A generalized external control expectancy in Vietnam veterans with post traumatic stress disorder: A new hypothesis

Bruce Altman (1988)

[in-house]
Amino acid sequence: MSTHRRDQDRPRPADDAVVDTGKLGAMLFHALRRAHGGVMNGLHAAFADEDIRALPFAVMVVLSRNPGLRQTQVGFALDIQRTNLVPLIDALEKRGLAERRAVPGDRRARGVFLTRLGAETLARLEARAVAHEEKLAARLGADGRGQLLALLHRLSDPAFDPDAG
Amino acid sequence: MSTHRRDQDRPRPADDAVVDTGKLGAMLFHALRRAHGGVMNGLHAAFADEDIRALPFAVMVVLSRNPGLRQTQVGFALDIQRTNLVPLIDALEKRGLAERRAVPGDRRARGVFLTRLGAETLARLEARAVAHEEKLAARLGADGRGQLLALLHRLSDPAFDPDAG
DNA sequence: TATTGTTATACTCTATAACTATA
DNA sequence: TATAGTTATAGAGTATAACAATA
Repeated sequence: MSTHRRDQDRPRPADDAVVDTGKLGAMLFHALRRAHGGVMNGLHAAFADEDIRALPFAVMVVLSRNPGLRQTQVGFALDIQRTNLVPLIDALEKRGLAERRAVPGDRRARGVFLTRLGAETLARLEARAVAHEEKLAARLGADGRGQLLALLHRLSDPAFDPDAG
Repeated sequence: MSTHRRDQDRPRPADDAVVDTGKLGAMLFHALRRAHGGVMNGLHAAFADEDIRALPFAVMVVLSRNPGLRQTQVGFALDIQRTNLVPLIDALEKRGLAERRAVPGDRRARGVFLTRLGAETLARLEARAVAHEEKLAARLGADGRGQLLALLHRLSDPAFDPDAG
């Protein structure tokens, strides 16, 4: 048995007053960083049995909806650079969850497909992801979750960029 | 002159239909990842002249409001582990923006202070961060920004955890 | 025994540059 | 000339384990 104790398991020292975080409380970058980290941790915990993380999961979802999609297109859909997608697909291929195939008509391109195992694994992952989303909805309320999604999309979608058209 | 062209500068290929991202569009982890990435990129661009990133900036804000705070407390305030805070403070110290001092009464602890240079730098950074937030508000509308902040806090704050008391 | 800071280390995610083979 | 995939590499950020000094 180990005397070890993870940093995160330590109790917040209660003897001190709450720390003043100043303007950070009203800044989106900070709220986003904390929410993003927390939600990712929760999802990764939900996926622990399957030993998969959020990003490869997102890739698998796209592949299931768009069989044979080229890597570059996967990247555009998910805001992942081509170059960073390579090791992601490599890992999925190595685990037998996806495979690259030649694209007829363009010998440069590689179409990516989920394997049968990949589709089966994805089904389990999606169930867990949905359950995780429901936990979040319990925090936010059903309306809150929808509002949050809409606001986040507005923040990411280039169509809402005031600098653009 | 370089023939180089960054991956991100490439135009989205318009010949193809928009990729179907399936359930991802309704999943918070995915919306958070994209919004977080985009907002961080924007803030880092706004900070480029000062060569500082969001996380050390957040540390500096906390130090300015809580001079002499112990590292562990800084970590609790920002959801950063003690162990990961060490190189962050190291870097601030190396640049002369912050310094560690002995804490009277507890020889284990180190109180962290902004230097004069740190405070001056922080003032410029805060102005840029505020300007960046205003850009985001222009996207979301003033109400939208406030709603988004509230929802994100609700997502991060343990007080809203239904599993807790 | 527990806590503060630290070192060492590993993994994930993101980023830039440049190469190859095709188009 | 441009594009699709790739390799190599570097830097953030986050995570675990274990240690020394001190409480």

Data from the Veterans Administration Medical Center (Pitman et al, 1987) were investigated in order to ascertain the relationship between post traumatic stress disorder (PTSD) and locus of control (Rotter 1966). The Structured Clinical Interview for DSM-III (SCID) version NPV was administered by a board certified psychiatrist for the purpose of assigning subjects to the PTSD or control group. The Minnesota Multiphasic Personality Inventory (MMPI) and The Rotter I-E scale, were used to provide measures of the independent variables, personality factors and locus of control, while the Mississippi Scale for Combat-Related PTSD was used to assess the severity of PTSD, the dependent variable. When education was controlled for, a significant difference was found between the PTSD group and the control group, on locus of control. This finding suggests that Vietnam veterans with PTSD had a more external locus of control than an equivalent group of Vietnam veterans without PTSD. In addition, I-E was found to be related to the Psychasthenia (PT) and Psychopathic Deviate (PD) variables on the MMPI as well as to PTSD severity. These results are interpreted in the context of a "generalized external control hypothesis" in which veterans with an external locus of control are thought to have a very strong generalized attitude about their inability to exert any control over outcomes and events in their lives, particularly political outcomes and events, which in turn predisposes the veteran to feelings of helplessness.